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THN's 2016-17 NHL season preview: Carolina Hurricanes

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THN's 2016-17 NHL season preview: Carolina Hurricanes

Jeff Skinner.

Author: Gregg Forwerck/Getty Images

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THN's 2016-17 NHL season preview: Carolina Hurricanes

The Hockey News
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The Hurricanes are going in the right direction, but unless their youngsters step up and they get better goaltending, the playoffs are out of the question this year.

THN is rolling out its 2016-17 Team Previews daily, in reverse order of 2015-16 overall finish, until the start of the season.

THN's Prediction: 7th in Metro

Stanley Cup odds: 68-1

Key additions: Lee Stempniak, RW; Teuvo Teravainen, LW; Bryan Bickell, LW; Viktor Stalberg, LW

Key departures: James Wisniewski, D; Riley Nash, C; Nathan Gerbe, LW; Brad Malone, C

THREE QUESTIONS:

-Can the young defense keep it together? The Hurricanes found their form once rookie blueliners Noah Hanifin, Brett Pesce and Jaccob Slavin took on bigger roles last year, and they’ll need to continue their ascent if Carolina has any shot at the playoffs. Justin Faulk is still the main man on the back end, but all the Hurricanes’ young defensemen have a coach in Bill Peters who believes in them. They already played without a safety net once, so they’re bound to improve. Will there be hiccups along the way? For sure. But the Canes have more work to do up front, so the defense can grow organically without worrying about hurting the result.

-Does Cam Ward have anything left? Although he showed glimpses of his old self in 2015-16, Ward, 32, also got beat up on the scoreboard just as often, if not more. Taking a big pay cut may put his mindset in the right perspective, but there likely won’t be another NHL contract in Carolina for the veteran goaltender once his new two-year pact expires. If anything, he becomes a solid mentor once Alex Nedeljkovic gets a chance to see his first action in an NHL arena.

-Who will step up at center? Jordan Staal and Victor Rask are pencilled in, but the Hurricanes need a youngster to step up, too. Teuvo Teravainen, Elias Lindholm and Sebastian Aho have all played center and wing in their careers, so none can be considered a true NHL pivot just yet. Lindholm must get stronger first, while Aho hasn’t played a shift in the league, so give the inside track to Teravainen. He cut his teeth in Chicago and has the Stanley Cup ring (and scoring heroics) to prove his worth. If none works out, there’s always the 2017 draft class to check out.

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Player projections are based off a three-year version of Game Score (which you can read about here) weighted by recency and repeatability and then translated to its approximate win value (Game Score Value Added or GSVA). Team strength was derived from the combined value of every player’s GSVA on a team. The season was then simulated 10,000 times factoring in team strength, opponent strength and rest.

BY DOMINIK LUSZCZYSZYN

From a statistical perspective, the Carolina Hurricanes are a very interesting team. Last season they finished 11th in score-and-venue adjusted Corsi with a mark of 51.4 percent, and 29th in PDO at 98.3.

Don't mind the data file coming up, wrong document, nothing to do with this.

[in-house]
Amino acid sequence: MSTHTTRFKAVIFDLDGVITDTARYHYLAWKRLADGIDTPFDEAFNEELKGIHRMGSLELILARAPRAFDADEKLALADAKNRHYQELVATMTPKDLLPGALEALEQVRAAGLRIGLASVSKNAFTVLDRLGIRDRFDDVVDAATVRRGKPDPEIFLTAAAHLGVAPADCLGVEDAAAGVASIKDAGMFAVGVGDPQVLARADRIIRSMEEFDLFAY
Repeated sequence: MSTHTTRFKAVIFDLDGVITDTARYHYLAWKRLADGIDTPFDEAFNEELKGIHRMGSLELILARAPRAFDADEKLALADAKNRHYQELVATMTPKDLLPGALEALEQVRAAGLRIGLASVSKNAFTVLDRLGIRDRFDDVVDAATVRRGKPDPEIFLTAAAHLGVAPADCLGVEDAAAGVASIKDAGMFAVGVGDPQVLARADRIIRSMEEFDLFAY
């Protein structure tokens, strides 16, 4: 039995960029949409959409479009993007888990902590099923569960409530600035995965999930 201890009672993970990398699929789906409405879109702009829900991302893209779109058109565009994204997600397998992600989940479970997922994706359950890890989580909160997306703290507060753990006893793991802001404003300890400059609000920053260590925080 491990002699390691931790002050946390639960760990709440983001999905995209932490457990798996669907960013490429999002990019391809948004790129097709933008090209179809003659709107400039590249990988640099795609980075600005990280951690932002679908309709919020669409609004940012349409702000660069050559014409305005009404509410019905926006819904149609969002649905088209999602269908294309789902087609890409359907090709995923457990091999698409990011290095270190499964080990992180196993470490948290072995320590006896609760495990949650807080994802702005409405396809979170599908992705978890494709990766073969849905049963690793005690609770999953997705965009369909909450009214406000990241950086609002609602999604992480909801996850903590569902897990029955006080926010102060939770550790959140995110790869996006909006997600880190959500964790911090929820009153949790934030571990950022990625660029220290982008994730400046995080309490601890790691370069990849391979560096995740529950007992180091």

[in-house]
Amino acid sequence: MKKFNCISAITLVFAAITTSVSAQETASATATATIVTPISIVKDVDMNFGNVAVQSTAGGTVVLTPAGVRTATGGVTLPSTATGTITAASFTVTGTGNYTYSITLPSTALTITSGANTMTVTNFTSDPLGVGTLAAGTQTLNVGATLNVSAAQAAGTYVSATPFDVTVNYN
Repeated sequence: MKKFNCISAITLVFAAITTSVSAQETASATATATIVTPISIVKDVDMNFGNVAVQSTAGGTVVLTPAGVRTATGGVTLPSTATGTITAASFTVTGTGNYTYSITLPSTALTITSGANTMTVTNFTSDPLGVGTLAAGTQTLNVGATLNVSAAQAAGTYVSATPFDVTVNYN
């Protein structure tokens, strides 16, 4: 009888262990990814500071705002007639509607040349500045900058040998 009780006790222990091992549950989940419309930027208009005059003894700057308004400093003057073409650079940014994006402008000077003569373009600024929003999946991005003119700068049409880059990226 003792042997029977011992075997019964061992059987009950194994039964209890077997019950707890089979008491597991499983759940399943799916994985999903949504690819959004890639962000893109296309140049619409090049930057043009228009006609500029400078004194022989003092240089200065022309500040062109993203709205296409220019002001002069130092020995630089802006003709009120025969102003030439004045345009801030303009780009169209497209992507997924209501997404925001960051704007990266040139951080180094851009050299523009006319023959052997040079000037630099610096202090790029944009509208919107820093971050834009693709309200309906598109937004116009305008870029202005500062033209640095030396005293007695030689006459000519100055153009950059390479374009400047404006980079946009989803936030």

Some people are optimistic about Carolina’s chances because of those numbers. The first suggests they do a good job at controlling play, a genuine sign of talent and potential future success, while the second suggests they were a bit unlucky in converting that territorial advantage into results.

While that may be true, it’s likely that the Hurricanes are one of the few exceptions to the rule. One look at their roster and you’ll see why, as this team is pretty low on scoring talent and goaltending ability.

In net is the biggest area of concern as the team inexplicably re-signed Cam Ward, whose .915 save percentabe ranks 49th of 52 goalies who have played 2,500 or more minutes over the last three seasons. That’s not good, and one of the biggest reasons the team has consistently low PDO.

Up front isn’t much better. Over the last three seasons, Carolina has been below seven percent shooting in each season. Their last three seasons rank 77th, 88th and 81st overall respectively. Other than Jeff Skinner, there really isn’t a pure goal scorer on this team and while shot volume is great, the puck needs to go in once in a while.

Only six players on the team have an above average shooting percentage relative to their position. Two of them, Lee Stempniak and Bryan Bickell, are new additions interestingly enough.

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There’s some reason for optimism though. The aforementioned Skinner is still young, as are Elias Lindholm, Victor Rask, and Sebastian Aho, three kids with offensive potential ready to blossom. Newly acquired Teuvo Teravainen should greatly help the cause too.

The D is stock full of potential too with fifth overall pick Noah Hanifin as well as last season’s breakout defensive stalwart Jaccob Slavin. With the underrated Justin Faulk as the No. 1, and the young guys ready to step up, the D-corps should be very strong for years to come.

It’ll take time for this team to become one of the East’s best, but they’re on the right path. This year looks to be another difficult one unless the goaltending situation gets figured out, or the team solves it’s scoring woes. They’ve got a solid process down, it’s time to turn it into results.

Up next: Minnesota Wild

Previously: Toronto Maple Leafs | Edmonton Oilers | Vancouver Canucks | Columbus Blue Jackets | Calgary Flames | Winnipeg Jets | Arizona Coyotes | Buffalo Sabres | Montreal Canadiens | Colorado Avalanche | New Jersey Devils | Ottawa Senators

 

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THN's 2016-17 NHL season preview: Carolina Hurricanes